His farming venture ended when a hailstorm destroyed the entire crop just before harvest the following year. That was too much. The ad in the paper said the first $1000 takes the tractor and everything, as his wife had insisted she would not watch him work so very hard for nothing. After that, Bob acquired an unusual and very much prized pickup truck with a dumper bed, and he enjoyed doing odd jobs like taking down trees that needed to be removed, hauling yard waste, and delivering and dumping rock for driveways, etc. He and wife, Liz, bought a summer trailer home on Lake Ponderosa near Montezuma, Iowa during these years. Every weekend it was off they went to the lake for cruising on the pontoon boat he had, waterskiing behind it, or for just relaxing in the shade away from the city. Grandkids were coming along by then and the lake house saw lots of family traffic over the years.

Bob really enjoyed get-togethers with his siblings and their families, and they often met up in Indianola, Lacona, and elsewhere for meals and visits. Picnics, events, holidays, reunions - whether in a restaurant or a church basement or a family member’s home, Bob loved to celebrate and gather with family. He also loved taking trips to Sheboygan Wisconsin to snag salmon in season and with his wife, friends, and brothers he did so, many times. He always had a sizable garden, and he and Liz did a lot of canning every harvest season; zucchini soups were a specialty. He planted more and more flowers around their yard, which he loved to decorate for Halloween when he passed out apples. Yes, apples - and the neighborhood kids all came, year after year.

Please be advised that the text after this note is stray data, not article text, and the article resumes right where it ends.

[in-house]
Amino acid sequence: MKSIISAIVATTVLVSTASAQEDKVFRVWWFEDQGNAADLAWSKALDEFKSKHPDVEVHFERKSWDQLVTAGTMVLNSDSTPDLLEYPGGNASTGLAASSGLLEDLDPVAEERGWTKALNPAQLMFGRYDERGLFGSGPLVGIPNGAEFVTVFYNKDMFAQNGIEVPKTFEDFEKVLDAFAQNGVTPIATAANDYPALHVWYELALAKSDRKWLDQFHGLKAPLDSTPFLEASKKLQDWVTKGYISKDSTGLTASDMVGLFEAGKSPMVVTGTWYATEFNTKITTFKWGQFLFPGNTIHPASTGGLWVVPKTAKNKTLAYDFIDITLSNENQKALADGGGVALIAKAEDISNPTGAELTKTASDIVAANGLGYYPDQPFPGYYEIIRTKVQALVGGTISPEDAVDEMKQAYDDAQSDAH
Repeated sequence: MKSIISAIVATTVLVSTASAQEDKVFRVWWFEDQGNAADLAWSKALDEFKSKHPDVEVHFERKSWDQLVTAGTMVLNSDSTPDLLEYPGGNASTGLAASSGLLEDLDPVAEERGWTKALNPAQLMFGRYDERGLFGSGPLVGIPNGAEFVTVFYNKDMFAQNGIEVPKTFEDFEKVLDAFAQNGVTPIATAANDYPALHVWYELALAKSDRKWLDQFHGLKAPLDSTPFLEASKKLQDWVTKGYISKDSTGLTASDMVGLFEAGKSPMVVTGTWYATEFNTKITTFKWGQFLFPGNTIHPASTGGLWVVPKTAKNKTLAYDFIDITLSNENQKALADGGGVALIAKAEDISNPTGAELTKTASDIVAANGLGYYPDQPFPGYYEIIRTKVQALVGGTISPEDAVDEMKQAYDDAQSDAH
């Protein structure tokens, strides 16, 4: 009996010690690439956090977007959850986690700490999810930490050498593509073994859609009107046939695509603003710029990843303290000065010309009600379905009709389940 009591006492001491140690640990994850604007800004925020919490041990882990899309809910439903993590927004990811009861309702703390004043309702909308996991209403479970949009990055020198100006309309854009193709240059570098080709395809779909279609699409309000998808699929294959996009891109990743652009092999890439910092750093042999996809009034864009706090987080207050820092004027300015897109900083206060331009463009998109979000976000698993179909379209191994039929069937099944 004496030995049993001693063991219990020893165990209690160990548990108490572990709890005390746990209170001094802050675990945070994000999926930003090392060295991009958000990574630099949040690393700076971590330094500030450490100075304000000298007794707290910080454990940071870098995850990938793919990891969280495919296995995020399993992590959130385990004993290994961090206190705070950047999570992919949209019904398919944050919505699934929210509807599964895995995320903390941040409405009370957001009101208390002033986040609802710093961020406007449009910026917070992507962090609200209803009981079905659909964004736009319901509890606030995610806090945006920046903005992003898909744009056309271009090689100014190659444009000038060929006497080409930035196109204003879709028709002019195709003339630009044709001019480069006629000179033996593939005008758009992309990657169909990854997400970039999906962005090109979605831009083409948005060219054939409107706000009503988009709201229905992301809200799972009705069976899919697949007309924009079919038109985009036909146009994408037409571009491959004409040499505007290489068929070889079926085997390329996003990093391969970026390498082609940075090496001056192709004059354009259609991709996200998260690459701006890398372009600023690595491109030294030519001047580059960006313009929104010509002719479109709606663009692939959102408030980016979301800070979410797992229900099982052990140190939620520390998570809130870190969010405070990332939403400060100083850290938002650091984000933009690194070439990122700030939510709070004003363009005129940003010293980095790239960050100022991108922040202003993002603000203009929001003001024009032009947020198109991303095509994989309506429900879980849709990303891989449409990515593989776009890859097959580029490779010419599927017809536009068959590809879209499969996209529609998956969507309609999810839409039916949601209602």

When his wife died in 2008, Bob purchased a plot for them both at Pine Hill Cemetery next to his brother and his sister-in-law, and he will go to his eternal rest there, next to Liz.

Bob was the last of his siblings to leave us. Sister, Virginia, and brothers, Laverne, Clifford, and Dale preceded him in death, as did his wife, Elizabeth, and all his brother’s wives. He leaves behind 4 daughters, Linda Hicks, Cindy (John) Viera, Lisa Miller and Cheryl Lund; 7 grandchildren, 17 great grandchildren, and 11 nieces and nephews.

Those who knew Bob will remember quite a good-hearted character. He is already, and will be, missed by his family who feel sure he would not mind anyone raising a beer to toast his long life.

Here’s to you, Dad!






Grandview Park Funeral Home
3211 Hubbell Avenue
Des Moines, IA US 50317
Thursday, July 2, 2020
5:00 PM - 7:00 PM
Graveside Service
Pine Hill Cemetery
508 NW 54th Avenue
Des Moines, IA US 50313
Friday, July 3, 2020
10:30 AM


St. Jude Children's Research Hospital
501 St. Jude Place
Memphis, TN 38105